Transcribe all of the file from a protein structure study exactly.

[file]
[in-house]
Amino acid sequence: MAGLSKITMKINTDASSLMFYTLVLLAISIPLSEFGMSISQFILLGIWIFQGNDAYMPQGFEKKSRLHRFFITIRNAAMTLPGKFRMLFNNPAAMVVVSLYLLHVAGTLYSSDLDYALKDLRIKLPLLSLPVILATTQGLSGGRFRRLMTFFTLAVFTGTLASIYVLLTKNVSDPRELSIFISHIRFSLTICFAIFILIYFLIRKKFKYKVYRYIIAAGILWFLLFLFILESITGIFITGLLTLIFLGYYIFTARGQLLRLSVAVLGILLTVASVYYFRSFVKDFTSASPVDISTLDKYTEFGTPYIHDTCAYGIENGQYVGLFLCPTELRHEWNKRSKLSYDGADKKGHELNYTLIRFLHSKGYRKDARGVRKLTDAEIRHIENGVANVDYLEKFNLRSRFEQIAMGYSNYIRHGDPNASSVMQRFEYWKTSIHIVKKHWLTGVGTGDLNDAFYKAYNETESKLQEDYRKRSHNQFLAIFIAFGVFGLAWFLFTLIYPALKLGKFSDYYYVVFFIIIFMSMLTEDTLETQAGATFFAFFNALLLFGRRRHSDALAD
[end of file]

[in-house]
Amino acid sequence: MAGLSKITMKINTDASSLMFYTLVLLAISIPLSEFGMSISQFILLGIWIFQGNDAYMPQGFEKKSRLHRFFITIRNAAMTLPGKFRMLFNNPAAMVVVSLYLLHVAGTLYSSDLDYALKDLRIKLPLLSLPVILATTQGLSGGRFRRLMTFFTLAVFTGTLASIYVLLTKNVSDPRELSIFISHIRFSLTICFAIFILIYFLIRKKFKYKVYRYIIAAGILWFLLFLFILESITGIFITGLLTLIFLGYYIFTARGQLLRLSVAVLGILLTVASVYYFRSFVKDFTSASPVDISTLDKYTEFGTPYIHDTCAYGIENGQYVGLFLCPTELRHEWNKRSKLSYDGADKKGHELNYTLIRFLHSKGYRKDARGVRKLTDAEIRHIENGVANVDYLEKFNLRSRFEQIAMGYSNYIRHGDPNASSVMQRFEYWKTSIHIVKKHWLTGVGTGDLNDAFYKAYNETESKLQEDYRKRSHNQFLAIFIAFGVFGLAWFLFTLIYPALKLGKFSDYYYVVFFIIIFMSMLTEDTLETQAGATFFAFFNALLLFGRRRHSDALAD